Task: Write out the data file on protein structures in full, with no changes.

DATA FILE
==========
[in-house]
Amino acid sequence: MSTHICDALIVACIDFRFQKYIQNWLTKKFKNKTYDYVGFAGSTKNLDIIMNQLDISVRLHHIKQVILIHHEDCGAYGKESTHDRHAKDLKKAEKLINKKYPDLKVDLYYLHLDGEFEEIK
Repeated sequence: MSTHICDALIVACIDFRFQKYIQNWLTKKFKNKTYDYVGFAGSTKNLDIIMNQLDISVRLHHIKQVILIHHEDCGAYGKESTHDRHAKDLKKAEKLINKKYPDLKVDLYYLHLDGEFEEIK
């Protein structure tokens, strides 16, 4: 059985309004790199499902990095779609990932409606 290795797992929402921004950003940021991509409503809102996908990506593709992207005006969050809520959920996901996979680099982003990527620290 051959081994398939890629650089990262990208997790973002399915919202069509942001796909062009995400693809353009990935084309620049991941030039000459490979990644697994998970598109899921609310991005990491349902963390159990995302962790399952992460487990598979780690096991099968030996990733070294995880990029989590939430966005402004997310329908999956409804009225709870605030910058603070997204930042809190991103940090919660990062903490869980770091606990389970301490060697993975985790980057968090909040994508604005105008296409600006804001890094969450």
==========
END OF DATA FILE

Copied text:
[in-house]
Amino acid sequence: MSTHICDALIVACIDFRFQKYIQNWLTKKFKNKTYDYVGFAGSTKNLDIIMNQLDISVRLHHIKQVILIHHEDCGAYGKESTHDRHAKDLKKAEKLINKKYPDLKVDLYYLHLDGEFEEIK
Repeated sequence: MSTHICDALIVACIDFRFQKYIQNWLTKKFKNKTYDYVGFAGSTKNLDIIMNQLDISVRLHHIKQVILIHHEDCGAYGKESTHDRHAKDLKKAEKLINKKYPDLKVDLYYLHLDGEFEEIK
């Protein structure tokens, strides 16, 4: 059985309004790199499902990095779609990932409606 290795797992929402921004950003940021991509409503809102996908990506593709992207005006969050809520959920996901996979680099982003990527620290 051959081994398939890629650089990262990208997790973002399915919202069509942001796909062009995400693809353009990935084309620049991941030039000459490979990644697994998970598109899921609310991005990491349902963390159990995302962790399952992460487990598979780690096991099968030996990733070294995880990029989590939430966005402004997310329908999956409804009225709870605030910058603070997204930042809190991103940090919660990062903490869980770091606990389970301490060697993975985790980057968090909040994508604005105008296409600006804001890094969450």